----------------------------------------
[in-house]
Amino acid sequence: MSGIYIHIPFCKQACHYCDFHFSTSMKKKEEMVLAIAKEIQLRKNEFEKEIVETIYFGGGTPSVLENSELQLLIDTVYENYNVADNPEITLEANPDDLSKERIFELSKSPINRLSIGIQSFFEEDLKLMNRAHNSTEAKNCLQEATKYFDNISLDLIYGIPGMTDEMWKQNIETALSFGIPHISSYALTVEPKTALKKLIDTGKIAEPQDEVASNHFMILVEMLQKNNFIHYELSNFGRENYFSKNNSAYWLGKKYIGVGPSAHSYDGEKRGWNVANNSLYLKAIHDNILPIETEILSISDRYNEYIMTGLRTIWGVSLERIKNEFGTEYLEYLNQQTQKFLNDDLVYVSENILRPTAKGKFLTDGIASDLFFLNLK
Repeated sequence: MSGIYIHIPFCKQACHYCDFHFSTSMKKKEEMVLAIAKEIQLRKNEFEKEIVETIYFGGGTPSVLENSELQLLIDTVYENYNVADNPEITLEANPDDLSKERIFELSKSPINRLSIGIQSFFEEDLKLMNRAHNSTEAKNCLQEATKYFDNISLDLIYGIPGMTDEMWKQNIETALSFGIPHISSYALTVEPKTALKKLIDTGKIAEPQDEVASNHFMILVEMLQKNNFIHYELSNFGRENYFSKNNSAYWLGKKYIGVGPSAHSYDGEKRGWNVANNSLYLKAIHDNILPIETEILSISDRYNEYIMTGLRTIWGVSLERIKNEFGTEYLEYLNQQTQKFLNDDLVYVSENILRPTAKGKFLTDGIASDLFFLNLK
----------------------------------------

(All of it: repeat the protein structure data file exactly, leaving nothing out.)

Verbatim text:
[in-house]
Amino acid sequence: MSGIYIHIPFCKQACHYCDFHFSTSMKKKEEMVLAIAKEIQLRKNEFEKEIVETIYFGGGTPSVLENSELQLLIDTVYENYNVADNPEITLEANPDDLSKERIFELSKSPINRLSIGIQSFFEEDLKLMNRAHNSTEAKNCLQEATKYFDNISLDLIYGIPGMTDEMWKQNIETALSFGIPHISSYALTVEPKTALKKLIDTGKIAEPQDEVASNHFMILVEMLQKNNFIHYELSNFGRENYFSKNNSAYWLGKKYIGVGPSAHSYDGEKRGWNVANNSLYLKAIHDNILPIETEILSISDRYNEYIMTGLRTIWGVSLERIKNEFGTEYLEYLNQQTQKFLNDDLVYVSENILRPTAKGKFLTDGIASDLFFLNLK
Repeated sequence: MSGIYIHIPFCKQACHYCDFHFSTSMKKKEEMVLAIAKEIQLRKNEFEKEIVETIYFGGGTPSVLENSELQLLIDTVYENYNVADNPEITLEANPDDLSKERIFELSKSPINRLSIGIQSFFEEDLKLMNRAHNSTEAKNCLQEATKYFDNISLDLIYGIPGMTDEMWKQNIETALSFGIPHISSYALTVEPKTALKKLIDTGKIAEPQDEVASNHFMILVEMLQKNNFIHYELSNFGRENYFSKNNSAYWLGKKYIGVGPSAHSYDGEKRGWNVANNSLYLKAIHDNILPIETEILSISDRYNEYIMTGLRTIWGVSLERIKNEFGTEYLEYLNQQTQKFLNDDLVYVSENILRPTAKGKFLTDGIASDLFFLNLK